The next day, he tells his male friend about sleeping with Sally: “Most of the time you go to bed with someone, then she tells you all her stories and you tell her your stories,” he explains. “But with Sally and me, we'd already heard each other's stories.”
I have always thought this line perfectly articulates both the best and worst thing about sleeping with your best friend. On one hand, you don’t have to bother staying up all night discovering everything about each other. You don’t have to exhaust yourself trying to impress them. The heat is off. They’re impressed already. That’s why they’re friends with you. But on the other hand — it’s confusing. There’s no seduction or pillow talk when you have sex with a friend and so it’s hard to know what to do or say afterwards. You can’t really BE sexy. Because there’s no fooling your best mates.
In my experience, if you are close with someone single and of the opposite sex, inevitably there will be a moment when sex is discussed. At one point in your friendship, you’ll stop the car and suddenly find yourselves with an option of turning off into a remote village that you never knew was there. Sometimes you get to that junction out of drunkenness, sometimes out of boredom or loneliness. Sometimes you just find yourself there, very quickly, for no traceable reason at all.
Here’s the first question you want to ask yourself — do you really want to have sex with this person? Or is it because you’re a man and she’s a woman and you can’t be bothered to find anyone else? Is having sex with this person a bit like when you open the fridge and realise there’s nothing in there other than a out-of-date jar of pesto but you eat it anyway? Are you really going to scrape the non-mouldy bit of pesto out and put it on some bread? That also required a mould removal effort? Do you really want to eat this? Or do you think you should just have a cup of tea and go to bed and go shopping in the morning?
Then if you go ahead with it, here are the potential outcomes to prepare for:
1. You decide it was a one-off thing that doesn’t have to be a big deal and your friendship can recover from it.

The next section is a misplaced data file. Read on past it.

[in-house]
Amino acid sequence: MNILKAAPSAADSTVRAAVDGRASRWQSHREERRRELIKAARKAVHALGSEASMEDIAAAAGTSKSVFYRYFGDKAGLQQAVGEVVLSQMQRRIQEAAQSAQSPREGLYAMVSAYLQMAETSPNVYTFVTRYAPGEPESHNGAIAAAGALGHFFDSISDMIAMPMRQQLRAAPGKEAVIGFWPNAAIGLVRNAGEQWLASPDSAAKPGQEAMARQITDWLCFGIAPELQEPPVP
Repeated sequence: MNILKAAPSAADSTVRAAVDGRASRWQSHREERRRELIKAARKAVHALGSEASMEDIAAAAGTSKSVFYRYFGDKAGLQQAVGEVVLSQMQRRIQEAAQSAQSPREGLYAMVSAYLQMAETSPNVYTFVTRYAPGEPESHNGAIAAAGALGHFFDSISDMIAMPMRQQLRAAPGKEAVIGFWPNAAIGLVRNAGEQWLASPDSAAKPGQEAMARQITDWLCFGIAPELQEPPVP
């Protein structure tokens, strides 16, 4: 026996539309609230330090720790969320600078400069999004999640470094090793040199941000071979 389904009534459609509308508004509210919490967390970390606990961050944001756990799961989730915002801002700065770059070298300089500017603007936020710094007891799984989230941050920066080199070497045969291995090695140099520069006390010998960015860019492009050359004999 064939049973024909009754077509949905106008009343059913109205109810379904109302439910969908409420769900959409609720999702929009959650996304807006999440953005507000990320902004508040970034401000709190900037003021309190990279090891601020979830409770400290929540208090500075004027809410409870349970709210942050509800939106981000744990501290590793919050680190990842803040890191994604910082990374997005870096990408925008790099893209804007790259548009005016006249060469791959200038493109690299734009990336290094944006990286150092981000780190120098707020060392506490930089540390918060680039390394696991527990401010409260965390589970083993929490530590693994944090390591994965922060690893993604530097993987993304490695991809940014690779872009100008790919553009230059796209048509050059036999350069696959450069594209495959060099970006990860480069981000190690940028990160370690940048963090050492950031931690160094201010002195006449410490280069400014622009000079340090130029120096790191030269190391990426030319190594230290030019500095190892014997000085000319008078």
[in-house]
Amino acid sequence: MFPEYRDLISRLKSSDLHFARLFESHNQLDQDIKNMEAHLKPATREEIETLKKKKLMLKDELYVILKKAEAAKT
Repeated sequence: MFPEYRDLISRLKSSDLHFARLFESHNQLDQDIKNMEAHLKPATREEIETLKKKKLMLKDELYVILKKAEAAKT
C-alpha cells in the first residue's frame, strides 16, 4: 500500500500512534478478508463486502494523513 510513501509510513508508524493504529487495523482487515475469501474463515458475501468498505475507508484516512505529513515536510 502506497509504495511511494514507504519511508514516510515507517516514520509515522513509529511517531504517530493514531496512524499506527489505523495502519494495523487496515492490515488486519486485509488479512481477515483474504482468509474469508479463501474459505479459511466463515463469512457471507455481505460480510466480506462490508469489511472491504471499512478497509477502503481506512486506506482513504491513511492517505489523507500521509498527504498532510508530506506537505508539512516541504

2. You decide you cannot get over it and it has shifted the gear in your friendship too much to go back to normal.
3. You realise that having sex with them was the most awkward, silent, uncomfortable experience of your life and you wonder why you ever did it. Of course it was going to be like that. You fucked your best mate.
4. You realise that having sex with them was the most bed-breaking, head-board-banging, gorgeous, amazing experience of your life and you wonder why it took you so long to do it. Of course it was going to be like that! You fucked your best mate!
5. You think you can get over it and then you see them with someone else and realise, actually, you can’t.
6. One of you wants to keep sleeping together and the other doesn’t.
7. You wake up, freak out, leave without saying goodbye, go home, pack your bags, take your passport, leave the country and send them a Facebook message five to ten years later explaining that you just felt a bit weird about the whole thing.
8. You both realize you should be having sex all the time. You start dating. You fall in love.
8b. (optional) You buy a house. You buy a dog. You buy some furniture. You get married. You have a baby. You start fighting about the dog and the furniture and the baby. You get divorced. You wish you’d just stayed friends in the first place.
And my final word of warning is a reminder that proper, close, male/female friendships are quite hard to come by. If you've found someone who makes you laugh, who gives good advice, who’ll be there for you at your lowest ebb, I would proceed with caution. That’s a lot to potentially lose on account of an orgasm.
…But then, on the flip side, it’s just sex isn't it? Happens every day. Your neighbours do it. Your parents did it. Every person on the bus has done it. People do it with whipped cream and up bottoms and with five other people and Monica Lewinksy did it with a cigar and Boris Becker did it in a cupboard. It’s just sex. There are entire iPhone apps for people to organise and meet up to do it. It doesn’t have to mean everything. And sure, it could go wrong. But it could also be sort of great. You just have to assess whether the outcome could be good enough to warrant the gamble.
And here I leave you with a quote from Peter McWilliams, who worded this argument in a quip far better than any of mine. “What if it doesn’t work out?” he asked. “Ah, but what if it does.”